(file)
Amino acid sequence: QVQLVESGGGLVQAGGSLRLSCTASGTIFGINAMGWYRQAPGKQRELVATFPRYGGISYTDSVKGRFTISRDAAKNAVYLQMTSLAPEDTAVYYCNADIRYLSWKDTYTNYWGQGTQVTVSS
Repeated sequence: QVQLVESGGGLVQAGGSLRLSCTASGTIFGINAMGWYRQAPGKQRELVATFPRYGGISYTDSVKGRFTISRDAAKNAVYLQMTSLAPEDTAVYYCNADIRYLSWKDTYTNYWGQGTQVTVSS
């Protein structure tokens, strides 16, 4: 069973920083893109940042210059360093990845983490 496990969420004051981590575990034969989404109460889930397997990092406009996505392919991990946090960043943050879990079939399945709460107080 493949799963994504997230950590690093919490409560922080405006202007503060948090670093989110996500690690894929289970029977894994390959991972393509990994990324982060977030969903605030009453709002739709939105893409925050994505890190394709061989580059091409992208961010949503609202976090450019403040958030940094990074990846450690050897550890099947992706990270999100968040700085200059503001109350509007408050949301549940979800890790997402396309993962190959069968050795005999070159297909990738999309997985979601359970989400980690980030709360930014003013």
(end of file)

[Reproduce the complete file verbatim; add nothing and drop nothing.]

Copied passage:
Amino acid sequence: QVQLVESGGGLVQAGGSLRLSCTASGTIFGINAMGWYRQAPGKQRELVATFPRYGGISYTDSVKGRFTISRDAAKNAVYLQMTSLAPEDTAVYYCNADIRYLSWKDTYTNYWGQGTQVTVSS
Repeated sequence: QVQLVESGGGLVQAGGSLRLSCTASGTIFGINAMGWYRQAPGKQRELVATFPRYGGISYTDSVKGRFTISRDAAKNAVYLQMTSLAPEDTAVYYCNADIRYLSWKDTYTNYWGQGTQVTVSS
């Protein structure tokens, strides 16, 4: 069973920083893109940042210059360093990845983490 496990969420004051981590575990034969989404109460889930397997990092406009996505392919991990946090960043943050879990079939399945709460107080 493949799963994504997230950590690093919490409560922080405006202007503060948090670093989110996500690690894929289970029977894994390959991972393509990994990324982060977030969903605030009453709002739709939105893409925050994505890190394709061989580059091409992208961010949503609202976090450019403040958030940094990074990846450690050897550890099947992706990270999100968040700085200059503001109350509007408050949301549940979800890790997402396309993962190959069968050795005999070159297909990738999309997985979601359970989400980690980030709360930014003013």